Will I be one who does not ask? Will I close the newspaper or turn off the television, the computer or the mobile device so that I do not hear or see? Will I turn my head and heart away?

Will I ask only simple questions? “What is this?” Will I ask what, but never why?

Will I let the evil impulse, my yetzer hara ask: “What has this to do with me?” Will I let the problem belong only to the victims and the do-gooders? Will I distance myself from those in need?

Or will I strive to act in wisdom, to ask: “What are the underlying causes of the problem and what needs to be done to stop the abuse and free the oppressed? What are the laws and what does Gd expect of me?”

May Gd open the eyes of those who do not see, the mouths of those who do not ask, and the hearts of those who do not care, and grant us the wisdom to open our hands to our fellow humans when they are in need – the hand of generosity, the hand of support, the hand of peace and friendship.

Rabbi Samson Rafael Hirsch, Commentary to the Torah

You shall not wrong a ger (Non-Jew living among you and living by your rules) or oppress him/her, for you were gerim in the land of Egypt. (Exodus 22:20)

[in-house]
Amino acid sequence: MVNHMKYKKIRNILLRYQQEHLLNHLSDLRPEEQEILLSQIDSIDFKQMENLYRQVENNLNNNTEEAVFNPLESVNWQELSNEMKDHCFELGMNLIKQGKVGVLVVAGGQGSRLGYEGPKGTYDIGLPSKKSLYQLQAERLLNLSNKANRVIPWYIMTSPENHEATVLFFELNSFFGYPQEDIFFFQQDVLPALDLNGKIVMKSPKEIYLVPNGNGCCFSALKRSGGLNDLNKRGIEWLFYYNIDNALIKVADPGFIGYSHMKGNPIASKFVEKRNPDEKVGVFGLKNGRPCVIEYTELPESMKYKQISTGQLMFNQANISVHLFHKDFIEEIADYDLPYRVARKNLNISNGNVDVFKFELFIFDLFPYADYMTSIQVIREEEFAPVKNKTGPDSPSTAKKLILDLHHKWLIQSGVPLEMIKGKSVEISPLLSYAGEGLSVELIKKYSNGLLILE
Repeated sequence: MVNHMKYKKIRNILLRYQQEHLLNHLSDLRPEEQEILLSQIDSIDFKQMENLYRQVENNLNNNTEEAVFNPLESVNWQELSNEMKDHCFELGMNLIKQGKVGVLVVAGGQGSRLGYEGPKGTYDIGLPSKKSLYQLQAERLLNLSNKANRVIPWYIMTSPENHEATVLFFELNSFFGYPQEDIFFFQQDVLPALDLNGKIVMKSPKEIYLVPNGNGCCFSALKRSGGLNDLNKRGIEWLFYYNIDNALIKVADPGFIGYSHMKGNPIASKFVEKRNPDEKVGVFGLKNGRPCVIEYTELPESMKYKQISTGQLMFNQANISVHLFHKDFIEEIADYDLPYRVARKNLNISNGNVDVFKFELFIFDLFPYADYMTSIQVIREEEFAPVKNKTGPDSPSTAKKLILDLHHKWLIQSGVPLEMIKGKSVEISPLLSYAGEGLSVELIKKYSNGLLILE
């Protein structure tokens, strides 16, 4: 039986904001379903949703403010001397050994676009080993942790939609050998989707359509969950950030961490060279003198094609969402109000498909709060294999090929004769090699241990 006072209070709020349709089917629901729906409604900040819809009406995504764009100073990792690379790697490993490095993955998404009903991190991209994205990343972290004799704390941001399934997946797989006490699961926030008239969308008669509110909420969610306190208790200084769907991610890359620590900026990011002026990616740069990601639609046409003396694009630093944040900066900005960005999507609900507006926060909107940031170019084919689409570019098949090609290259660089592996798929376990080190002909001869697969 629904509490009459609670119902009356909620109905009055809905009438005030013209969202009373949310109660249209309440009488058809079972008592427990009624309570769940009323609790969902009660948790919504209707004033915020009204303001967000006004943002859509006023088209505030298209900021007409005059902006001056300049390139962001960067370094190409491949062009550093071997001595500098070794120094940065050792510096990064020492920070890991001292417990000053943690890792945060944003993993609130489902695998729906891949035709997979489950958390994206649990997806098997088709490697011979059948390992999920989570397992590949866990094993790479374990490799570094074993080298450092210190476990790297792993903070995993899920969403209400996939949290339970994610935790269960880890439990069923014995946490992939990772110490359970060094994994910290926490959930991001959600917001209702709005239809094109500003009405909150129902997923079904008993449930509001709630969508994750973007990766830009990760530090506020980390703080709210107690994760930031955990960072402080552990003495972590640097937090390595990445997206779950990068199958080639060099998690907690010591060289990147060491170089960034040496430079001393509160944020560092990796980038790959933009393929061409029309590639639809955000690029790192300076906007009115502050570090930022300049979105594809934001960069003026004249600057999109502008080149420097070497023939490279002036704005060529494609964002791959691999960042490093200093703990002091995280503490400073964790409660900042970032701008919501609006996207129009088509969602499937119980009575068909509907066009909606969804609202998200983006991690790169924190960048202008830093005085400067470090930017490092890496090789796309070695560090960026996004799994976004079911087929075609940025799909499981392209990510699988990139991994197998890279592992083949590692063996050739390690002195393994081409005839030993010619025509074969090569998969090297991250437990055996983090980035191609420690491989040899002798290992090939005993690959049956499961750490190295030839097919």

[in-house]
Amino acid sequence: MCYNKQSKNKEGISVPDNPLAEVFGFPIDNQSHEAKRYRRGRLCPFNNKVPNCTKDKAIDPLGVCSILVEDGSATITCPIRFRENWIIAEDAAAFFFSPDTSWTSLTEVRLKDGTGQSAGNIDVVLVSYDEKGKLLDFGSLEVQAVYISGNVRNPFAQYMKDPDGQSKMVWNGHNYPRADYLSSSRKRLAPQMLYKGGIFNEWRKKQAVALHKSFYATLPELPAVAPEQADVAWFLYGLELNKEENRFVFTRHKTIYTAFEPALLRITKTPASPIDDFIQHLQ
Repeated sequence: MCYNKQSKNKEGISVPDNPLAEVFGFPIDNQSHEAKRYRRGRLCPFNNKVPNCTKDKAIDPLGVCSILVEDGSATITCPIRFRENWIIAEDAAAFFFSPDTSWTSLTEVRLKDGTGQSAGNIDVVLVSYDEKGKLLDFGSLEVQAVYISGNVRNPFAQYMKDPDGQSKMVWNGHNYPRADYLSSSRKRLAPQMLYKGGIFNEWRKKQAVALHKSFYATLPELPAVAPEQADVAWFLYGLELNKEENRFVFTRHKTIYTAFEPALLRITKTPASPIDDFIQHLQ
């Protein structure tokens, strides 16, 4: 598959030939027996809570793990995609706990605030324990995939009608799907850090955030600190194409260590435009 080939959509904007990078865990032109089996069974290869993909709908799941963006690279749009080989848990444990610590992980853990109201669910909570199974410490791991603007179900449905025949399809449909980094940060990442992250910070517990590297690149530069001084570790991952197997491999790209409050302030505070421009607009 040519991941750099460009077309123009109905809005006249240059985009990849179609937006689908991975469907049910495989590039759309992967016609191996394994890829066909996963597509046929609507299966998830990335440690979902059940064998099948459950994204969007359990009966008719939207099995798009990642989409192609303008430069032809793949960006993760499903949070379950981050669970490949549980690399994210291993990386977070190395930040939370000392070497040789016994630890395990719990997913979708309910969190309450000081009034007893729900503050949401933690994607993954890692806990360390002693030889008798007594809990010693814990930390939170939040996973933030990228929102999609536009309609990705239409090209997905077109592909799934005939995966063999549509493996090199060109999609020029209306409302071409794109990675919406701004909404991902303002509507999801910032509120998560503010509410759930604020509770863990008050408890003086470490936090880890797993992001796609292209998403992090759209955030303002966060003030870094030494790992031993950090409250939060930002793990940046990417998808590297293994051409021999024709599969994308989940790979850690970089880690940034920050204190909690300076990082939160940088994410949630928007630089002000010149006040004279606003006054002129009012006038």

The great, meta-principle is oft-repeated in the Torah that it is not race, not descent, not birth nor country of origin, nor property, nor anything external or due to chance, but simply and purely the inner spiritual and moral worth of a human being, that gives him/her all the rights of a human being and of a citizen. This basic principle is further protected against infringement by the additional explanation, “For you were gerim in the land of Egypt.” Your entire misfortune in Egypt was that you were “foreigners” and “aliens.” As such, according to the views of other nations, you had no right to be there, had no claim to property, to homeland, or to a dignified existence. It was permissible to do to you whatever they wished. As gerim, your rights were denied in Egypt. This was the source of the slavery and wretchedness imposed upon you. Therefore beware, so runs the warning, from making human rights in your own state conditional on anything other than on the basic humanity which every human being as such bears within him/her by virtue of being human. Any suppression of these human and civil rights opens the gate to the indiscriminate use of power and abuse of human beings, to the whole horror of Egyptian mishandling of human beings that was the root of abomination of Egypt.